CHIA, a settlement of the corregimiento of Zipaquira in the Nuevo Reyno de Granada; celebrated in the time of the Indians for having been the title of the kings ox npas of Bogota; the investiture of which dignity was always transferred with the greatest possible solemnity. It is of a very cold temperature, although salutary ; and is situate on a beautiful plain, on the shore of the river Bogota, four leagues to the n. of Santa F6.
CHIAMOTO. See Seyota.
CHIAPA, a province and alcaldia mayor of the kingdom of Guatemala ; bounded on the«. by the province of Tabasco, c. by that of Vera Paz, w. by that of Oaxaca of Nueva Espaha, and s. e. by that of Soconusco. It extends 85 leagues from e. to w. and is nearly 30 across at its widest part. It was conquered by Captain Diego Marariegos in 1531 : is divided into districts or alcaldias mayores^ which are those of Zoques, Chontales, Los Llanos, and Xiquipila ; is of a warm and moist temperature, although it has some parts in which the cold predominates. Its woods abound with large trees of pine, cypress, cedar, and walnut; and of others of a resinous kind, from which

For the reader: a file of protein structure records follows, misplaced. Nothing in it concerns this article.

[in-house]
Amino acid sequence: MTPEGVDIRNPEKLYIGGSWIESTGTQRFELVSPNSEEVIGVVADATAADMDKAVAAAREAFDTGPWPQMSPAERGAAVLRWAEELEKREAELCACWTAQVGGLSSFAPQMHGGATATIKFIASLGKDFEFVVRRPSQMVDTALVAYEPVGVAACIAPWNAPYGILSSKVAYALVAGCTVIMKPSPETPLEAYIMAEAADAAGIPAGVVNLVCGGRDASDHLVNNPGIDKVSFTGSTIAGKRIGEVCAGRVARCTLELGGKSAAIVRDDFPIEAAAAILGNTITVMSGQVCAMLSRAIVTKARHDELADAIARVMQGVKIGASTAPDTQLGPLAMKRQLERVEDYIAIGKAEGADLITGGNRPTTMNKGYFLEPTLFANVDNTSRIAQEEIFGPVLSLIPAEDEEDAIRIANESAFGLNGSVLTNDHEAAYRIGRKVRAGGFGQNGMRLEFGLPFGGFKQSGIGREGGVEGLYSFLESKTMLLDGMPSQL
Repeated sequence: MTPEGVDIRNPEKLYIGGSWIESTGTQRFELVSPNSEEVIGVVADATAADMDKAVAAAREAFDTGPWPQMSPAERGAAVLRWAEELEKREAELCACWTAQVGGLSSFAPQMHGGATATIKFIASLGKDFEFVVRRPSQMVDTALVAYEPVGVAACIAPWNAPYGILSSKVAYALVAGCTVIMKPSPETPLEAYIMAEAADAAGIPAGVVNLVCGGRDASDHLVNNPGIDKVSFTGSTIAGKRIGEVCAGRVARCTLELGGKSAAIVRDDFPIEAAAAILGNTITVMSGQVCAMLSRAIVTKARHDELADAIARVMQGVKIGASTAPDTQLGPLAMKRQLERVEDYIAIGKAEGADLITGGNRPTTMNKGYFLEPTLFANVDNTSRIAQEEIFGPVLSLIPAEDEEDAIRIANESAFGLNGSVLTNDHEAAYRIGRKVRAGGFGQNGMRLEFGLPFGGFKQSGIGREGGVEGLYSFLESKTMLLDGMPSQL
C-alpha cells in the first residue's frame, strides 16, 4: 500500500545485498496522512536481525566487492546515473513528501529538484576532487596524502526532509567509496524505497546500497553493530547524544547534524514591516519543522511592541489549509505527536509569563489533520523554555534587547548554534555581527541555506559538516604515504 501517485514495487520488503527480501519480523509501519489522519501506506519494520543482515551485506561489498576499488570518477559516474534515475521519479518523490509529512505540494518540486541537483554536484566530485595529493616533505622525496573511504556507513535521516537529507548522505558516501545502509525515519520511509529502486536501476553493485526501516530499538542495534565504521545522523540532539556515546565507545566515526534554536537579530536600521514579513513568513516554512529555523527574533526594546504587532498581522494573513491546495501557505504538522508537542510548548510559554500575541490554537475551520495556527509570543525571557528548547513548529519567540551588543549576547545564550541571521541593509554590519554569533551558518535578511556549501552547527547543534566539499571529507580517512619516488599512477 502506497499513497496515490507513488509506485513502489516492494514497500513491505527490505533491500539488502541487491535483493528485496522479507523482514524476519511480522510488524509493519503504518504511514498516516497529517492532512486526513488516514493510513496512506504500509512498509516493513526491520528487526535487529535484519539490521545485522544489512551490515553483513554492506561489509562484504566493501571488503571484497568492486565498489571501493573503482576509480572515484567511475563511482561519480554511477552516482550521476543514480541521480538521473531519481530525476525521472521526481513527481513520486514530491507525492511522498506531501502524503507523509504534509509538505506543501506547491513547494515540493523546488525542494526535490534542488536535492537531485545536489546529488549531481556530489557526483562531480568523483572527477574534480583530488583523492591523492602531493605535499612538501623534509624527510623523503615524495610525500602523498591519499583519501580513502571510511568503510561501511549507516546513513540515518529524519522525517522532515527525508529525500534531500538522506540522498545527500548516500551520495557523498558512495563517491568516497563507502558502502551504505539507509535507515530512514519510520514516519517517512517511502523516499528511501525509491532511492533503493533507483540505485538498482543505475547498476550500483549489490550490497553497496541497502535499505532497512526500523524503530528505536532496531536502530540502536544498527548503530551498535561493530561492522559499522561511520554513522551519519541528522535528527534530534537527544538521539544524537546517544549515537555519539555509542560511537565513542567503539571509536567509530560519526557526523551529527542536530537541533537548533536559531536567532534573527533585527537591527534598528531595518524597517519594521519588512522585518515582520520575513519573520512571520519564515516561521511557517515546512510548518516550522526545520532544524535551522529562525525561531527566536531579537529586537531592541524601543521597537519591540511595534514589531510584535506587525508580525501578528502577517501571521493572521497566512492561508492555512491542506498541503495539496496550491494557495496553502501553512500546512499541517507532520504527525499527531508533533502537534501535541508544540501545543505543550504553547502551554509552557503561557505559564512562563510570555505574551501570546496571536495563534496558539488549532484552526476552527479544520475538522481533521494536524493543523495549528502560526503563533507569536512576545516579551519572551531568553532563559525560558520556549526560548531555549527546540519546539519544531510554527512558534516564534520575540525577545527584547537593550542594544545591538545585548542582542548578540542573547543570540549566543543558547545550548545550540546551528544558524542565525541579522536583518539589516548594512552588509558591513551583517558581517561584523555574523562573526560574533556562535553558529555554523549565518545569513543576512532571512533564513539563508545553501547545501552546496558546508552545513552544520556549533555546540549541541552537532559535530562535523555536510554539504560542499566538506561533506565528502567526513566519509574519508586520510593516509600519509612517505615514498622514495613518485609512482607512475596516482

are extracted aromatic gums, balsams, and liquid amber, tacamaca, copal, &c. It produces also, in abundance, maize, swine, honey, cotton, cochineal, which is only made use of for the purpose of dyeing the cotton ; also cacao, and much pepper and achoie, or the heart-leaved bixa'; also vfirious kinds of domestic and wild birds, especially parrots, which are very beautiful and highly esteemed ; a small bird, called tolo, less than a young pigeon, with green wings ; this is caught by the Indians, who pluck from its tail some feathers, Avhich they prize highly, and then restoring it to liberty; it being a capital offence, according to their laws, to destroy it. The sheep, goats, and pigs, which have been brought from Europe, have multipled in this province in a most extraordinary manner ; so also have horses, which are of such an esteemed breed, that the colts are taken from hence to Mexico, a distance of 500 miles. In the woods breed many lions, leopards, tigers, and wild boars, a great number of snakes, some being 20 feet in length, and others of a beautiful crimson colour, streaked with black and white. Tlie territory is, for the most part, rugged and mountainous, and watered by different rivers : none of these, however, are of any particular consideration, although that which bears the name of this province is the medium by which the aforesaid productions are carried to the other provinces ; and although this province may be accounted comparatively poor, from being without mines of gold or silver, it is nevertheless of the greatest importance, as being the outwork or barrier to New Spain, from the facility with which this kingdom might be entered by the river Tabasco. The capital is the royal city of Chiapa, situate on a delightful plain. It is the head of a bishopric, erected in 1538; and has for arms a shield, upon which arc two sierras, with a river passing between them : above the one is a golden castle, with a lion rampant upon it ; and above the other a green palm, bearing fruit, and another lion, the whole being upon a red field. These arms were granted by the Emperor Charles V. in 1535. The cathedral is very beautiful. It contains three convents of the order of St. Francis, La Merced, and St. Domingo ; a monastery of nuns, and five hermitages. Its population is scanty and poor, and the principal commerce consists in cocoa-nuts, cotton, wool, sugar, cochineal, and other articles. Its nobility, although poor, are very proud, as having descended from some ancient families of the first nobility of Spain ; such as those of Mendoza, Velasco, Cortes, &c. The women suffer great debility at the stomach on account of the excessive heat, ami they can never